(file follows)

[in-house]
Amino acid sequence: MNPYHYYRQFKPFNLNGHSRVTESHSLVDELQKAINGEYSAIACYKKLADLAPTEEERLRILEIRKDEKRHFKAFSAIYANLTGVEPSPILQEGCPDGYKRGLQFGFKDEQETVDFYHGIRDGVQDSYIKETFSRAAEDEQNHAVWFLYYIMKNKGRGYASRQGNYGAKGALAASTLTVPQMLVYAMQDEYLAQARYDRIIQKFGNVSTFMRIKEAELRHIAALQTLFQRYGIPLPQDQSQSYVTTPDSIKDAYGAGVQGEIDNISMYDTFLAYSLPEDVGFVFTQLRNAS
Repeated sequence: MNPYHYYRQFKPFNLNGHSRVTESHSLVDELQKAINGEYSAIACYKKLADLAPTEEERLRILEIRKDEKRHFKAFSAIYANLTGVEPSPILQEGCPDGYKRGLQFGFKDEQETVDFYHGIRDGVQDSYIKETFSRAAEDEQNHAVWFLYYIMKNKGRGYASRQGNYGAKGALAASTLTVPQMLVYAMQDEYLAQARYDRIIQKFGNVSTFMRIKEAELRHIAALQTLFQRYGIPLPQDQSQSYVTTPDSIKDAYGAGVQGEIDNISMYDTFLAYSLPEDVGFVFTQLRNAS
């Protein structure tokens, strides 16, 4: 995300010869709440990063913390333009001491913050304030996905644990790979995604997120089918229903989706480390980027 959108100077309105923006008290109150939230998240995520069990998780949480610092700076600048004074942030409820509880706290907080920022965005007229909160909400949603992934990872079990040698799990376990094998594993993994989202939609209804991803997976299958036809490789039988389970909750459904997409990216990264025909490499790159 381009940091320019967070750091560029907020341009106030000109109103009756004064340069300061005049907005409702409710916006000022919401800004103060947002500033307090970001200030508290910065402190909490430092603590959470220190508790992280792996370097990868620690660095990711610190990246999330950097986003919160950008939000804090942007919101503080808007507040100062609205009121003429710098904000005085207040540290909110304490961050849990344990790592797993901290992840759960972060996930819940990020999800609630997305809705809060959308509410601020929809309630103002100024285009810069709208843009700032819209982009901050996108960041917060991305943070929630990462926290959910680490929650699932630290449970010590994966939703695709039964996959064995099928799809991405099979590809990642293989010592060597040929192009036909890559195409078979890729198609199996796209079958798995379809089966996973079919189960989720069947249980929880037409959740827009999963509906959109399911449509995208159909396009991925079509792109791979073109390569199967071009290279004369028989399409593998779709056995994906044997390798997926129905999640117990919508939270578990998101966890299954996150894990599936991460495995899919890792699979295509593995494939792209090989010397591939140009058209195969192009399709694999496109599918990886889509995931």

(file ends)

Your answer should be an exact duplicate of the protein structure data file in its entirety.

[in-house]
Amino acid sequence: MNPYHYYRQFKPFNLNGHSRVTESHSLVDELQKAINGEYSAIACYKKLADLAPTEEERLRILEIRKDEKRHFKAFSAIYANLTGVEPSPILQEGCPDGYKRGLQFGFKDEQETVDFYHGIRDGVQDSYIKETFSRAAEDEQNHAVWFLYYIMKNKGRGYASRQGNYGAKGALAASTLTVPQMLVYAMQDEYLAQARYDRIIQKFGNVSTFMRIKEAELRHIAALQTLFQRYGIPLPQDQSQSYVTTPDSIKDAYGAGVQGEIDNISMYDTFLAYSLPEDVGFVFTQLRNAS
Repeated sequence: MNPYHYYRQFKPFNLNGHSRVTESHSLVDELQKAINGEYSAIACYKKLADLAPTEEERLRILEIRKDEKRHFKAFSAIYANLTGVEPSPILQEGCPDGYKRGLQFGFKDEQETVDFYHGIRDGVQDSYIKETFSRAAEDEQNHAVWFLYYIMKNKGRGYASRQGNYGAKGALAASTLTVPQMLVYAMQDEYLAQARYDRIIQKFGNVSTFMRIKEAELRHIAALQTLFQRYGIPLPQDQSQSYVTTPDSIKDAYGAGVQGEIDNISMYDTFLAYSLPEDVGFVFTQLRNAS
């Protein structure tokens, strides 16, 4: 995300010869709440990063913390333009001491913050304030996905644990790979995604997120089918229903989706480390980027 959108100077309105923006008290109150939230998240995520069990998780949480610092700076600048004074942030409820509880706290907080920022965005007229909160909400949603992934990872079990040698799990376990094998594993993994989202939609209804991803997976299958036809490789039988389970909750459904997409990216990264025909490499790159 381009940091320019967070750091560029907020341009106030000109109103009756004064340069300061005049907005409702409710916006000022919401800004103060947002500033307090970001200030508290910065402190909490430092603590959470220190508790992280792996370097990868620690660095990711610190990246999330950097986003919160950008939000804090942007919101503080808007507040100062609205009121003429710098904000005085207040540290909110304490961050849990344990790592797993901290992840759960972060996930819940990020999800609630997305809705809060959308509410601020929809309630103002100024285009810069709208843009700032819209982009901050996108960041917060991305943070929630990462926290959910680490929650699932630290449970010590994966939703695709039964996959064995099928799809991405099979590809990642293989010592060597040929192009036909890559195409078979890729198609199996796209079958798995379809089966996973079919189960989720069947249980929880037409959740827009999963509906959109399911449509995208159909396009991925079509792109791979073109390569199967071009290279004369028989399409593998779709056995994906044997390798997926129905999640117990919508939270578990998101966890299954996150894990599936991460495995899919890792699979295509593995494939792209090989010397591939140009058209195969192009399709694999496109599918990886889509995931």